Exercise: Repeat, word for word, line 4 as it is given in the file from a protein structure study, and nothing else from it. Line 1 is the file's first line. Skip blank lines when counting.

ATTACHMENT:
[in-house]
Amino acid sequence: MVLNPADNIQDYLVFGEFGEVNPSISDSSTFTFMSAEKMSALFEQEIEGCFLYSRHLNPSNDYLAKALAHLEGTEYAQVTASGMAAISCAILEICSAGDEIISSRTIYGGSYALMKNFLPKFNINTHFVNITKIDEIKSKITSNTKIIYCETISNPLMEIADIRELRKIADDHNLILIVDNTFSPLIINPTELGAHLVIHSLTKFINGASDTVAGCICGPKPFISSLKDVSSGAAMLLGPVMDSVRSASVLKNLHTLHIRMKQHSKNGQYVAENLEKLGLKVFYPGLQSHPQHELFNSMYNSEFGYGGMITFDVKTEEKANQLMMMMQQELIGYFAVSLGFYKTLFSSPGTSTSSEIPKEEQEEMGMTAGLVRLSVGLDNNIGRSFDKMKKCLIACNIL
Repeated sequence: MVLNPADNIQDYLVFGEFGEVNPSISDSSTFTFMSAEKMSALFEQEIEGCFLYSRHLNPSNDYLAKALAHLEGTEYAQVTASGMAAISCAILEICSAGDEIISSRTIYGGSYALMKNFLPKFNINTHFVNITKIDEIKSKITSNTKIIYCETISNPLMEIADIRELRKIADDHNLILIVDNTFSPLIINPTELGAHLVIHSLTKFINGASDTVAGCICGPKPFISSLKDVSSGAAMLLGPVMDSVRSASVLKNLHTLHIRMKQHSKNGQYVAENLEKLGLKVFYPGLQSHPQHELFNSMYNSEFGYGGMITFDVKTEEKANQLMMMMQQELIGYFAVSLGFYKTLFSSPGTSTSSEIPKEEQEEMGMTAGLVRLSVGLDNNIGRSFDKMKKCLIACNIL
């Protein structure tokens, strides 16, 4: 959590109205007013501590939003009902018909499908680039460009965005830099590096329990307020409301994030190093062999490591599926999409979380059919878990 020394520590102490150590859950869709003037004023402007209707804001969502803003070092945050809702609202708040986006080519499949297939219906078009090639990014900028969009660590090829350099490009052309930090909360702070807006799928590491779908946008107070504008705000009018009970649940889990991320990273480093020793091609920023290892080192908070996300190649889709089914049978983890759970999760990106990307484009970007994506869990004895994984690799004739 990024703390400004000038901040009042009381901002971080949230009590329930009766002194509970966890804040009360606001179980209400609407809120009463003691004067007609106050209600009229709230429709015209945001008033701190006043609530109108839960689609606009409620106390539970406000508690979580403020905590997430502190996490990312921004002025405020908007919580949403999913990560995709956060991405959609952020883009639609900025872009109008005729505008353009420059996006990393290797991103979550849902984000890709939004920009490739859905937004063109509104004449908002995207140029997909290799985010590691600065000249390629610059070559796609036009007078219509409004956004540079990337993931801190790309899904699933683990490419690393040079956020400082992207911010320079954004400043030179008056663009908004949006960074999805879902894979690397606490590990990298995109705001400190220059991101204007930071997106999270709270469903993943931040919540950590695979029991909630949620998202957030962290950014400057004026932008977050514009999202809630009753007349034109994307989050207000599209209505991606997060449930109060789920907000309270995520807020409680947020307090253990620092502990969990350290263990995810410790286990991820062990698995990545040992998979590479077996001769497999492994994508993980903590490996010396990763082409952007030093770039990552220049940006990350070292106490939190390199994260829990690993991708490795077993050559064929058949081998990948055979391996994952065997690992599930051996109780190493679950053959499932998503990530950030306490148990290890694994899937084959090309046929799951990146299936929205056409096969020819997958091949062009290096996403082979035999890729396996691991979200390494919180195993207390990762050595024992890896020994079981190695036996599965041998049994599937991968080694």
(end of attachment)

């Protein structure tokens, strides 16, 4: 959590109205007013501590939003009902018909499908680039460009965005830099590096329990307020409301994030190093062999490591599926999409979380059919878990 020394520590102490150590859950869709003037004023402007209707804001969502803003070092945050809702609202708040986006080519499949297939219906078009090639990014900028969009660590090829350099490009052309930090909360702070807006799928590491779908946008107070504008705000009018009970649940889990991320990273480093020793091609920023290892080192908070996300190649889709089914049978983890759970999760990106990307484009970007994506869990004895994984690799004739 990024703390400004000038901040009042009381901002971080949230009590329930009766002194509970966890804040009360606001179980209400609407809120009463003691004067007609106050209600009229709230429709015209945001008033701190006043609530109108839960689609606009409620106390539970406000508690979580403020905590997430502190996490990312921004002025405020908007919580949403999913990560995709956060991405959609952020883009639609900025872009109008005729505008353009420059996006990393290797991103979550849902984000890709939004920009490739859905937004063109509104004449908002995207140029997909290799985010590691600065000249390629610059070559796609036009007078219509409004956004540079990337993931801190790309899904699933683990490419690393040079956020400082992207911010320079954004400043030179008056663009908004949006960074999805879902894979690397606490590990990298995109705001400190220059991101204007930071997106999270709270469903993943931040919540950590695979029991909630949620998202957030962290950014400057004026932008977050514009999202809630009753007349034109994307989050207000599209209505991606997060449930109060789920907000309270995520807020409680947020307090253990620092502990969990350290263990995810410790286990991820062990698995990545040992998979590479077996001769497999492994994508993980903590490996010396990763082409952007030093770039990552220049940006990350070292106490939190390199994260829990690993991708490795077993050559064929058949081998990948055979391996994952065997690992599930051996109780190493679950053959499932998503990530950030306490148990290890694994899937084959090309046929799951990146299936929205056409096969020819997958091949062009290096996403082979035999890729396996691991979200390494919180195993207390990762050595024992890896020994079981190695036996599965041998049994599937991968080694």